In It Together: Why Less Inequality Benefits All
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In It Together: Why Less Inequality Benefits All

The gap between rich and poor keeps widening. Growth, if any, has disproportionally benefited higher income groups while lower income households have been left behind. This long-run increase in income inequality not only raises social and political concerns, but also economic ones. It tends to drag down GDP growth, due to the rising distance of the lower 40% from the rest of society. Lower income people have been prevented from realising their human capital potential, which is bad for the economy as a whole. This book highlights the key areas where inequalities are created and where new policies are required, including: the consequences of current consolidation policies; structural labour market changes with rising non-standard work and job polarization; persisting gender gaps; the challenge of high wealth concentration, and the role for redistribution policies.

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Non-standard work, job polarisation and inequality You do not have access to this content

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OECD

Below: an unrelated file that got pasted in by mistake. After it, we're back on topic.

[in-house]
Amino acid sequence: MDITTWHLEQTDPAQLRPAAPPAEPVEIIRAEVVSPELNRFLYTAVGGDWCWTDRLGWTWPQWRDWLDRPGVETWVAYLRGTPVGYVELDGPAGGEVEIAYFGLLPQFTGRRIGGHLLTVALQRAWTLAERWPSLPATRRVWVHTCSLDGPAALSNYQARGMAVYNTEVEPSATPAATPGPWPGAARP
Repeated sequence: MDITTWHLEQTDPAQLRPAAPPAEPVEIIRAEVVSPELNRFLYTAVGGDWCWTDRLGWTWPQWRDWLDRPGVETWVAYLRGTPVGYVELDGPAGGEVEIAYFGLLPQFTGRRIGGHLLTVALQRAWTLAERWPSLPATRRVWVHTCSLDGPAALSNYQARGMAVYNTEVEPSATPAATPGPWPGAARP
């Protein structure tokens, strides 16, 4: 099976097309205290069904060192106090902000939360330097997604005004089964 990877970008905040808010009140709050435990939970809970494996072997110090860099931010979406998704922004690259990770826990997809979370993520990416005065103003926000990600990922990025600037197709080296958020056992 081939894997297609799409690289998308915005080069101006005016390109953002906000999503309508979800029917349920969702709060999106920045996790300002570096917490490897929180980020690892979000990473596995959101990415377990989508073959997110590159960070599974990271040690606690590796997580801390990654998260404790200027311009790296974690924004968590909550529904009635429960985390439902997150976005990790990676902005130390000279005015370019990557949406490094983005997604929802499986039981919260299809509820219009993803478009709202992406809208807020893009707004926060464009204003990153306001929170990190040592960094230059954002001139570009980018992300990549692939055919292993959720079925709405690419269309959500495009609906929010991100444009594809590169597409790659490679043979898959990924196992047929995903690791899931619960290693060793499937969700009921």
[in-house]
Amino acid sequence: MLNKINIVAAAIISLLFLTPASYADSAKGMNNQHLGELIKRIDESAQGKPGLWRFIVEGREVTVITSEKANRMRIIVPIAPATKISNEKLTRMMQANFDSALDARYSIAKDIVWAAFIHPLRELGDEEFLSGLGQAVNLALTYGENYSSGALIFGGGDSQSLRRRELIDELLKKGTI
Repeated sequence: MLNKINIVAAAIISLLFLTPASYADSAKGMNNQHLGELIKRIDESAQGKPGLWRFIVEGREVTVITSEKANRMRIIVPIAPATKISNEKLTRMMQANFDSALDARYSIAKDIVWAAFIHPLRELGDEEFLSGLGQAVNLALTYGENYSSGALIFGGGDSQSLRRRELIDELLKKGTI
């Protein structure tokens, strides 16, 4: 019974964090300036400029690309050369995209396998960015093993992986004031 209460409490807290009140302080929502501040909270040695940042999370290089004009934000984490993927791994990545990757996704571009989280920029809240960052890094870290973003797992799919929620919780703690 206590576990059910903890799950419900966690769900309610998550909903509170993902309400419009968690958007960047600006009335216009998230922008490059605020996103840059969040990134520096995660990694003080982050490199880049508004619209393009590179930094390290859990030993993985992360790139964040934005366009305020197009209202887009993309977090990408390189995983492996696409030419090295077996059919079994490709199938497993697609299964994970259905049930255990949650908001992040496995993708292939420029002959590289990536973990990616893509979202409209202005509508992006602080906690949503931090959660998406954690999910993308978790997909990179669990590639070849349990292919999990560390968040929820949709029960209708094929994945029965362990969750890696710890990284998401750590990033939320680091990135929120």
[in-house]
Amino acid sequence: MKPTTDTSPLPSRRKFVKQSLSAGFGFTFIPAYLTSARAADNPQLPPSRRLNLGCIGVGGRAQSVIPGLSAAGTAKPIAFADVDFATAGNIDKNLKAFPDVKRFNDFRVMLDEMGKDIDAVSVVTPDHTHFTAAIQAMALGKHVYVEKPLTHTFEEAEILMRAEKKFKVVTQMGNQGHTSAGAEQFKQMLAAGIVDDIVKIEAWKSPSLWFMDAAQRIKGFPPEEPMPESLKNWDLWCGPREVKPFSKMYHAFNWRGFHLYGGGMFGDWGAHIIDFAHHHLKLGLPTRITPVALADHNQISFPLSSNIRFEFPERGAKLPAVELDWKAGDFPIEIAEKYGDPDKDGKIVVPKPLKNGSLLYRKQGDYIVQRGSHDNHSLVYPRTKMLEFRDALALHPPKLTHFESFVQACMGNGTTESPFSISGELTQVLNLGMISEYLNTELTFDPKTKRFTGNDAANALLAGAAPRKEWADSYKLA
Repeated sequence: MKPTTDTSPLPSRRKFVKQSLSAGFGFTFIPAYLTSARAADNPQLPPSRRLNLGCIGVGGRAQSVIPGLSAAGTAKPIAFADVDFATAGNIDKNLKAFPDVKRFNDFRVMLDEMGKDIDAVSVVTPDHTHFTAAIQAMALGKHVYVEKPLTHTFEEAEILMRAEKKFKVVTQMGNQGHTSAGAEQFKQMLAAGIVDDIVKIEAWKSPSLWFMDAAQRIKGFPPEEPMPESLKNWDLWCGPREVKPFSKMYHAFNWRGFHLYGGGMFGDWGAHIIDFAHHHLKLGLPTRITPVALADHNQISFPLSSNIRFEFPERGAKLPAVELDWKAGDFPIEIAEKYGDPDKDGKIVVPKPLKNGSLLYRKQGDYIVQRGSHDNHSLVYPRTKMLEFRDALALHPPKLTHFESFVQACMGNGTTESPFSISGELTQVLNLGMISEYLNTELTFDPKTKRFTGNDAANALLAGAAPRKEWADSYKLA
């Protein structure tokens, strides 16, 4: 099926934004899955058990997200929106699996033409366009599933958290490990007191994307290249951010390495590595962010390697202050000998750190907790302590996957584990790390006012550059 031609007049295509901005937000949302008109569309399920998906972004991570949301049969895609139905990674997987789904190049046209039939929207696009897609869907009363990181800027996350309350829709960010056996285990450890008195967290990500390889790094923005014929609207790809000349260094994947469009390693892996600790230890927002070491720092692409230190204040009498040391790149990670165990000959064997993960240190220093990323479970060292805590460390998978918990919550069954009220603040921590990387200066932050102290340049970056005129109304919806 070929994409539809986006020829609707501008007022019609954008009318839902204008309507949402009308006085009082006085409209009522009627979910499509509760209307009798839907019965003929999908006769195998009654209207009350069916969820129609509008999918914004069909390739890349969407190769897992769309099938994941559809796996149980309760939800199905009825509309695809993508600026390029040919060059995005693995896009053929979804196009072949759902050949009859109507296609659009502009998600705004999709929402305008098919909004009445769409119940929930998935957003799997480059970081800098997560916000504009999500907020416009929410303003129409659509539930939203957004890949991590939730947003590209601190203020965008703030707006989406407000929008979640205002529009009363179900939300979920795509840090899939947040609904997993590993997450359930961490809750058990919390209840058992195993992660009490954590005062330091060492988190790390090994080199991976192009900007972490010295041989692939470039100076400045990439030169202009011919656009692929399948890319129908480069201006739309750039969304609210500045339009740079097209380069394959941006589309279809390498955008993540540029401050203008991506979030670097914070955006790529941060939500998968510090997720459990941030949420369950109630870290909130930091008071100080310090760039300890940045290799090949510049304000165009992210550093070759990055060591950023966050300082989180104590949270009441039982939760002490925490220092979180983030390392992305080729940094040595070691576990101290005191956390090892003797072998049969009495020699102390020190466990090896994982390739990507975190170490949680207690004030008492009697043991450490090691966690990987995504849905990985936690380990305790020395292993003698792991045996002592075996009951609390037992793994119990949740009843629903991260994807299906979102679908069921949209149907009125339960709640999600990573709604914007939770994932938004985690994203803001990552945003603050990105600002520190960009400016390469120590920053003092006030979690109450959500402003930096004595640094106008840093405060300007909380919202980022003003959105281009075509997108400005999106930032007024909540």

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This chapter provides evidence for the implication of trends in non-standard work for individual and household earnings and income inequality. It first presents the sociodemographic characteristics of non-standard workers before discussing the contribution of non-standard work to overall changes in employment. It shows that, in a majority of OECD countries, standard jobs have disappeared in the middle of the distribution in terms of wages and skill, while non-standard jobs have contributed to an increase in jobs at both ends of the distribution. Non-standard jobs tend to pay lower wages than standard jobs, especially at the bottom of the earnings distribution, thereby raising earnings inequality. The chapter then looks at the impact of non-standard work on household incomes and shows that non-standard workers living alone or with other nonstandard workers suffer from higher chances of low income and poverty. Finally, the chapter examines the work incentives and adequacy effects of tax and benefit rules. It finds that some non-standard workers, such as the self-employed, usually face different statutory rules and shows that taxes and benefits reduce poverty gaps for non-standard workers but create work disincentives for moving from inactivity to work.

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